On Friday 7th April we hosted our first Pivoting in a Pandemic webinar. A panel comprising Nick Chiarelli (Head of Trends, Unlimited Group), Shane O’Donoghue (Director, Nelson Bostock Unlimited), Henry Davies (Founder, 106 Comms) and Paul Osgood (Global Head of Internal Communications, Clifford Chance) discussed how the workplace is changing in the light of the Covid-19 outbreak.
How is Coronavirus changing the workplace?
While Covid-19 didn’t create remote working, it has accelerated its adoption, even if only temporarily. Organisations have been forced to work, act and think differently and the new rules of the road are being created “as we go”.
For many, the first priority was around ensuring the seamless continuation of functionality but as we’ve moved into weeks 3 & 4 of the new landscape, the emphasis has started to shift to the broader human and societal perspective.
Redefining WFH as Welfare for Humans
It’s vital to recognise that ‘Working from home’ will require employers to show a heightened “Welfare For Humans”.
“For our communications during this pandemic, we have chosen to focus on three key principles. 1 The wellbeing of our people is paramount 2. We have a responsibility to act in ways that do not contribute to the spread of the virus 3. We should continue to deliver high levels of service to our clients. And our priorities are absolutely in that order. Everyone is aware of this and operating on these principles so they can then take the organisation forwards in a way that is caring and professional.”
– Paul Osgood
Remote working is a change in mindset that is not merely about the location in which we work. One of the major changes that is underway is a review of the culture of presenteeism which was still a big factor in our working lives. Right now, relatively early on in the Covid-enforced rise of remote working, we are hearing and seeing lots of anecdotes of micro-management of WFH, almost like the remote version of presenteeism, with the inference that employers don’t trust workers to get on with it. Not everyone is acting this way, however – Vodafone’s CEO was cited as saying that they “need to manage by output and not by proxy” and this is surely a sign of changes to come.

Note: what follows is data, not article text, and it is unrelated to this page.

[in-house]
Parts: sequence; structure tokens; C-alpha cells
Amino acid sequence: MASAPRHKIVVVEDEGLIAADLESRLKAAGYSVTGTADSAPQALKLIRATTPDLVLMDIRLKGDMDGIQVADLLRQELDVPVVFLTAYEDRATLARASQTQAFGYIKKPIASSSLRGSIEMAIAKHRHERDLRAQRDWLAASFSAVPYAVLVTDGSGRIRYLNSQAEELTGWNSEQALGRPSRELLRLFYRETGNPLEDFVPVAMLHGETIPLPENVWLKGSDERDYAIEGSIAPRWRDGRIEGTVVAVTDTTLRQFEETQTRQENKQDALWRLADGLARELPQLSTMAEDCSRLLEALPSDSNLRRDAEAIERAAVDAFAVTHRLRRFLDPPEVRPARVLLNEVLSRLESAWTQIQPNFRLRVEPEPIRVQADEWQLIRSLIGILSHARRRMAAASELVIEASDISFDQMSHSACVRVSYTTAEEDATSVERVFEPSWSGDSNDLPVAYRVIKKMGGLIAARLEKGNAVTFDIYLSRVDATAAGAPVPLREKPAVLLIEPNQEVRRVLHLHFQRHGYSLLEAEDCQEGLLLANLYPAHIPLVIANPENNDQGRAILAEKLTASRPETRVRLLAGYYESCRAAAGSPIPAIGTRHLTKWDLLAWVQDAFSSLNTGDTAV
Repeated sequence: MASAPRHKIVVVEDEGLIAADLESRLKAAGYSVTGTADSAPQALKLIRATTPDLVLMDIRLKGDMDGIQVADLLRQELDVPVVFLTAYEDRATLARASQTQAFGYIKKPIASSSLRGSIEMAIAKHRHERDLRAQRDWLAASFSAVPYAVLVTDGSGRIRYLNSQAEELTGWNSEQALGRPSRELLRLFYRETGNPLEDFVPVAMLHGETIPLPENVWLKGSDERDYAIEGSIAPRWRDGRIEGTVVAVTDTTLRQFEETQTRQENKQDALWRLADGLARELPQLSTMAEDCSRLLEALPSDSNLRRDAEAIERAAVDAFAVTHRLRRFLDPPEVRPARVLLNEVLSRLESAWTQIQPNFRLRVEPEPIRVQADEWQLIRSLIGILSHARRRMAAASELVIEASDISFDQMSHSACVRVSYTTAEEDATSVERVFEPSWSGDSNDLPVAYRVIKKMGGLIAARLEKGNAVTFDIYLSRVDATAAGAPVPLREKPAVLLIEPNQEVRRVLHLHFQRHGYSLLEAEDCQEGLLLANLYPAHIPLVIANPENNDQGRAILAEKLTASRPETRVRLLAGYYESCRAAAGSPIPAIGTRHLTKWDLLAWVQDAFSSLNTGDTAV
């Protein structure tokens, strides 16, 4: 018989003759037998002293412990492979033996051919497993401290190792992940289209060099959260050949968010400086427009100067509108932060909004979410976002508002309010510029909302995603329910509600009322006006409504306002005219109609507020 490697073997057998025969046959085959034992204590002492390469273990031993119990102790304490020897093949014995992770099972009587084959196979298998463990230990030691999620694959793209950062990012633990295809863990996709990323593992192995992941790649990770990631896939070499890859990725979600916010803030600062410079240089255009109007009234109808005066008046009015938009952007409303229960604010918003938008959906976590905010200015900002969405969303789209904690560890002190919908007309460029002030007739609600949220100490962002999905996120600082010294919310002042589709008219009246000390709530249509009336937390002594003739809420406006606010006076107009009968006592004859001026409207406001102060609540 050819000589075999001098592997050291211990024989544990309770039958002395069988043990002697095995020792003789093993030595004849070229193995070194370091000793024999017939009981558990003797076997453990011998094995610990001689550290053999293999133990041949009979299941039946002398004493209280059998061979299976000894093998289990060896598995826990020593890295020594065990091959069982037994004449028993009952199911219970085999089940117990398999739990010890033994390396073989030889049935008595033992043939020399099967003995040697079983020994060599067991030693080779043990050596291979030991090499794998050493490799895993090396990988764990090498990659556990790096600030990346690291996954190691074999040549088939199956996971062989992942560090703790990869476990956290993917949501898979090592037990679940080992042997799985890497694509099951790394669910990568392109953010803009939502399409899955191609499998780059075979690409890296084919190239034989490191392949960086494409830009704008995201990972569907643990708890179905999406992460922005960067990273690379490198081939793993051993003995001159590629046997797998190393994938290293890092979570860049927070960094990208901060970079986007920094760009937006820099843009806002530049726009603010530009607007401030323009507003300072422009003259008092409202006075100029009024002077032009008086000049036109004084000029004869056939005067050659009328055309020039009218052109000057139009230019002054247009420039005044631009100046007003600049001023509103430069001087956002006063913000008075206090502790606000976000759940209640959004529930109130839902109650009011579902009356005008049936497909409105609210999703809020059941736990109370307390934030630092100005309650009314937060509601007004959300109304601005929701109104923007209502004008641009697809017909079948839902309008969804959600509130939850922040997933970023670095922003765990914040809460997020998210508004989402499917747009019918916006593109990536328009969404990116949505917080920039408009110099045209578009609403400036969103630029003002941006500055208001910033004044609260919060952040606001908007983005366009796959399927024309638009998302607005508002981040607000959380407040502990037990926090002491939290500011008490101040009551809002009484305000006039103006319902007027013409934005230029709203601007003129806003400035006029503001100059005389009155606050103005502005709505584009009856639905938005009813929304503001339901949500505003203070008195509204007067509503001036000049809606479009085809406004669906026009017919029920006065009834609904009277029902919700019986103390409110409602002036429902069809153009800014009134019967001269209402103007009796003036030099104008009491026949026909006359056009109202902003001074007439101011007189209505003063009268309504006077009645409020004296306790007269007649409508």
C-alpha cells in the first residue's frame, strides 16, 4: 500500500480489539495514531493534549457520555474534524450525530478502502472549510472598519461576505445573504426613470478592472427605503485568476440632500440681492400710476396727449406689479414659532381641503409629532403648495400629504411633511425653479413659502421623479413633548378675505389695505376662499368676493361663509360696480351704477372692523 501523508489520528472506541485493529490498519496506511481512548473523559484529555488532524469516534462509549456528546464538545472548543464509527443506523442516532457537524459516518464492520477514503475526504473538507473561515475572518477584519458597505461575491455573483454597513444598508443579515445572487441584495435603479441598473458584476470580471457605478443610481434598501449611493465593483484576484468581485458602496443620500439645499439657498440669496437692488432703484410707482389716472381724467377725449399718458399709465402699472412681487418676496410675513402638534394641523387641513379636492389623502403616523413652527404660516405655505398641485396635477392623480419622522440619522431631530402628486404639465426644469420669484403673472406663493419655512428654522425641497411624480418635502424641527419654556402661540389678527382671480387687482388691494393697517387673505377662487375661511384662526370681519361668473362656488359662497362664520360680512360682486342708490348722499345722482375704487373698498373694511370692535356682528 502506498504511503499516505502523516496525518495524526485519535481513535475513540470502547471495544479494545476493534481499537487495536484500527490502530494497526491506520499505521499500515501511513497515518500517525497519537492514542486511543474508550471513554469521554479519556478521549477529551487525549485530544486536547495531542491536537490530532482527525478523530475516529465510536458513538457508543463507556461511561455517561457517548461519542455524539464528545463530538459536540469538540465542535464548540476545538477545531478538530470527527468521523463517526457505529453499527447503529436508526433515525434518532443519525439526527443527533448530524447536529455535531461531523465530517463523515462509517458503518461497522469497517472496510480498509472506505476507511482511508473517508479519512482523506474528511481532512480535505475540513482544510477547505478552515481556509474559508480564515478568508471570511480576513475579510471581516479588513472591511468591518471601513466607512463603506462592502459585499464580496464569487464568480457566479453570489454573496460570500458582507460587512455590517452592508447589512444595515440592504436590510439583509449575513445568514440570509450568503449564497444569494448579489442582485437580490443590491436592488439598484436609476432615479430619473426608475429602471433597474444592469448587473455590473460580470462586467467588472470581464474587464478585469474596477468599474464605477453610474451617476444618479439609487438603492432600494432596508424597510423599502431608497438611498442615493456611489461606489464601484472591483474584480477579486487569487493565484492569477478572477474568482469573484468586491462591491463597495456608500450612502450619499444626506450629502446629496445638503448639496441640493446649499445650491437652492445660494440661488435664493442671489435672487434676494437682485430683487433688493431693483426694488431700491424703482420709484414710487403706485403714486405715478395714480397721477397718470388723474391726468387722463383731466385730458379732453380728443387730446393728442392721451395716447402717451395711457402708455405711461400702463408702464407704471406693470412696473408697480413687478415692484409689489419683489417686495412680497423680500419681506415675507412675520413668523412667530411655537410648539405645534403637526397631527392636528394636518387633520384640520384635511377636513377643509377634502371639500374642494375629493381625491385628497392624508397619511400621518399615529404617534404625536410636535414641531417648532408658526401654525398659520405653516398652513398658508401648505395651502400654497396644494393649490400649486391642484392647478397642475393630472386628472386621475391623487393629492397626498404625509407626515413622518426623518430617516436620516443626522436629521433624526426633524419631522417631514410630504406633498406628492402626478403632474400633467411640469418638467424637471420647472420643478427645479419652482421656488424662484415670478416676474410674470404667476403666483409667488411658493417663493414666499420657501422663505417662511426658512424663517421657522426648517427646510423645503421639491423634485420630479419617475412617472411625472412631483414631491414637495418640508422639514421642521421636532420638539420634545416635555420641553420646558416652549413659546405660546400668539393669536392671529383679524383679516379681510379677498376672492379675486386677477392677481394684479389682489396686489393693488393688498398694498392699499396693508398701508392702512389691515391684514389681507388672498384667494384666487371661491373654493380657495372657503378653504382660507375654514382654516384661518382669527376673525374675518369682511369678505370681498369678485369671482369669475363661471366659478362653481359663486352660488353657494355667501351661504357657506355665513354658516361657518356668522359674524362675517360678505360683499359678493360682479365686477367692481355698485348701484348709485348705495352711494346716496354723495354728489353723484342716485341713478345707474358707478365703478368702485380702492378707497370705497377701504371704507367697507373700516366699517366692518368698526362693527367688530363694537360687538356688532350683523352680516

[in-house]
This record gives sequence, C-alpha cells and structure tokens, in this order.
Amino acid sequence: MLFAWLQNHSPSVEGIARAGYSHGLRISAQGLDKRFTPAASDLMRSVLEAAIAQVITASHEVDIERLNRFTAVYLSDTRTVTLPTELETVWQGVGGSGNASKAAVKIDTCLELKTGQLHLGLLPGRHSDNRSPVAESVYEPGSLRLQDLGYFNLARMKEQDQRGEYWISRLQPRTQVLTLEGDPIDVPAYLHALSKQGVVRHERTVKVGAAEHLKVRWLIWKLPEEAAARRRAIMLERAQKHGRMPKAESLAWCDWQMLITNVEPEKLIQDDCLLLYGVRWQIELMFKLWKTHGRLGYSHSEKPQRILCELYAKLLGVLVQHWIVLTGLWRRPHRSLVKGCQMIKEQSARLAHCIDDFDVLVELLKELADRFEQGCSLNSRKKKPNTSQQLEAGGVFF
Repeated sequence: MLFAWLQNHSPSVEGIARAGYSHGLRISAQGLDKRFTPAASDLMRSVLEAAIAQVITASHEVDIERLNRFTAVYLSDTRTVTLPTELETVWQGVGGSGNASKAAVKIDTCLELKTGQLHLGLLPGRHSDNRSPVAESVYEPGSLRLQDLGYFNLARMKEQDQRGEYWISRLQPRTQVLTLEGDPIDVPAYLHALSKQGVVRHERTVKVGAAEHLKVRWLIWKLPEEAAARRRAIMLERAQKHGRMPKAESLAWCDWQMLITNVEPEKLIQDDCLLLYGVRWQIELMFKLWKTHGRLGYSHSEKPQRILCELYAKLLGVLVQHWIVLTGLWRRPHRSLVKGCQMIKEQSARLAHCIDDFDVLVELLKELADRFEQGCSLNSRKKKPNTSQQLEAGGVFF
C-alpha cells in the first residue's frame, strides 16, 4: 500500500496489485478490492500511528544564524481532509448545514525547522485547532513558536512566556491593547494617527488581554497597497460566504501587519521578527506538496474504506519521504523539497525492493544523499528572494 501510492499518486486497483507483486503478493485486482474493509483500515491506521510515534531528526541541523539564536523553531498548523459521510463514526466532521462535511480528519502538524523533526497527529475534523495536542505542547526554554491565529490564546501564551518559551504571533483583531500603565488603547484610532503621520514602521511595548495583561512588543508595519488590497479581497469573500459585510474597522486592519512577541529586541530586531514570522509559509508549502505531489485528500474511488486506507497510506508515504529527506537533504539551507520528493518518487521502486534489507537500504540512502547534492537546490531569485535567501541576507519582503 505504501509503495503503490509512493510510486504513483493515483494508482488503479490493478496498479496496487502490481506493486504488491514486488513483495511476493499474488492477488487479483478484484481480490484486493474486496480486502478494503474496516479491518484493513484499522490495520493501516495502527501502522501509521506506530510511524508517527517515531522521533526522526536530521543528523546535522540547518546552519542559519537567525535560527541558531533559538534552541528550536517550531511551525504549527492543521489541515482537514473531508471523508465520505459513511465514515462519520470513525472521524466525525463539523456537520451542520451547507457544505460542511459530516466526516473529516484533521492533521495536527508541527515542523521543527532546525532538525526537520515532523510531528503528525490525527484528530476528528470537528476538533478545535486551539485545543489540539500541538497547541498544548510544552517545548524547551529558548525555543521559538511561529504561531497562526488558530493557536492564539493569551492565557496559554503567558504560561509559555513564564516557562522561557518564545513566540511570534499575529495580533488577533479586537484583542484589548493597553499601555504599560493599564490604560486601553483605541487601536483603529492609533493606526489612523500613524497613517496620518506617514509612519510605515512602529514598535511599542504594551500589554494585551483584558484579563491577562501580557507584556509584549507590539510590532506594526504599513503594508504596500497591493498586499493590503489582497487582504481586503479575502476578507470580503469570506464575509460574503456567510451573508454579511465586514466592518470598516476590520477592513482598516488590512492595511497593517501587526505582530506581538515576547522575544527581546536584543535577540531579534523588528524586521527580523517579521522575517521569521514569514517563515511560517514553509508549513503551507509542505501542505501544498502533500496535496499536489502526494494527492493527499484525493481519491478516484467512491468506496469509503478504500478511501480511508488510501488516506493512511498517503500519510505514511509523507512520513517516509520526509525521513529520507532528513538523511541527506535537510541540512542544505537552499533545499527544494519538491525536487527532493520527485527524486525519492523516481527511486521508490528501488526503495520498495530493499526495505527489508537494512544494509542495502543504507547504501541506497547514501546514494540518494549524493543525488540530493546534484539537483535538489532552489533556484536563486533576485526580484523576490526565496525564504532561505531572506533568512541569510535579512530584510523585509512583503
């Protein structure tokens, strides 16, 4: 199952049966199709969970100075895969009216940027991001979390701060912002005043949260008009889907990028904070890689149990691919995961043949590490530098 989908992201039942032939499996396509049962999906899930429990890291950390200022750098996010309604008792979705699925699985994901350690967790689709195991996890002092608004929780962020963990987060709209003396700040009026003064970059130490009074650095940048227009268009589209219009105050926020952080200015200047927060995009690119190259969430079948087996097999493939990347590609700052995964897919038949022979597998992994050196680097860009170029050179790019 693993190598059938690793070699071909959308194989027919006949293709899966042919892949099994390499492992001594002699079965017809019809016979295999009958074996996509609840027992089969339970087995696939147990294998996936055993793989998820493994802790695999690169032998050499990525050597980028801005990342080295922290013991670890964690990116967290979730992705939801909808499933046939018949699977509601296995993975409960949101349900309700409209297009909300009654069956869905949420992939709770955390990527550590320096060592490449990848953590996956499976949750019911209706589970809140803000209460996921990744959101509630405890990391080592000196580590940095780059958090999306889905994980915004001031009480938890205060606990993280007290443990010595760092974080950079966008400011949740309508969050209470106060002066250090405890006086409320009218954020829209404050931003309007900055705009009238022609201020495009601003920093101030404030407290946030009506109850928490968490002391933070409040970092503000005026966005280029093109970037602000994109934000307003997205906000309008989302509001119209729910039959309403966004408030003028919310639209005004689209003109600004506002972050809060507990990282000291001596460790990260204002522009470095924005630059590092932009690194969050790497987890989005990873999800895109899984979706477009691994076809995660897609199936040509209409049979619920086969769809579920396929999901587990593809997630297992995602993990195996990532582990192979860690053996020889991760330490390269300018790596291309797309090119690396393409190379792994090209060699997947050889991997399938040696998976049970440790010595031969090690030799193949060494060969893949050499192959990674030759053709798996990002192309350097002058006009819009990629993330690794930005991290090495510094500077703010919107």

We are all getting information from multiple sources, whether that’s a twitter feed of a virologist fighting the pandemic in a hospital, family WhatsApp groups or government press conferences. We need to ask where does our communications fit in and is it definitely adding value to target stakeholders, external and internal, who could be suffering from stress and anxiety from message overload. Organisations must also ensure visibility of their leaders, to both employees and externally. The reason that approval ratings for political leaders tend to go up in times of crisis is because people want visible leaders.
“I think availability of leaders is really important to people feeling reassured. The fear is not just of the virus, it’s also around ‘where is this organisation going?’ from a business and economic perspective. Having intentions, even if you don’t have all the answers about what will happen, is important.”
– Henry Davies
The competitive advantage is about being an organisation that works ‘for people’. The challenge will be to accommodate people’s different circumstances and to be prepared to keep doing this, flexing as you go, coming up with issues as they arise and finding solutions that work for both employee and employer. For example, there’s the issue of holidays: how do you encourage people to take something akin to a holiday at a time when they can’t go anywhere? Another example that was discussed was that it can actually be in an organisation’s best interests to legitimise certain WFH activities that can seem counter-intuitive e.g. giving people time to work on their own networks, on the basis that this will strengthen their mood.
Re-evaluating the workforce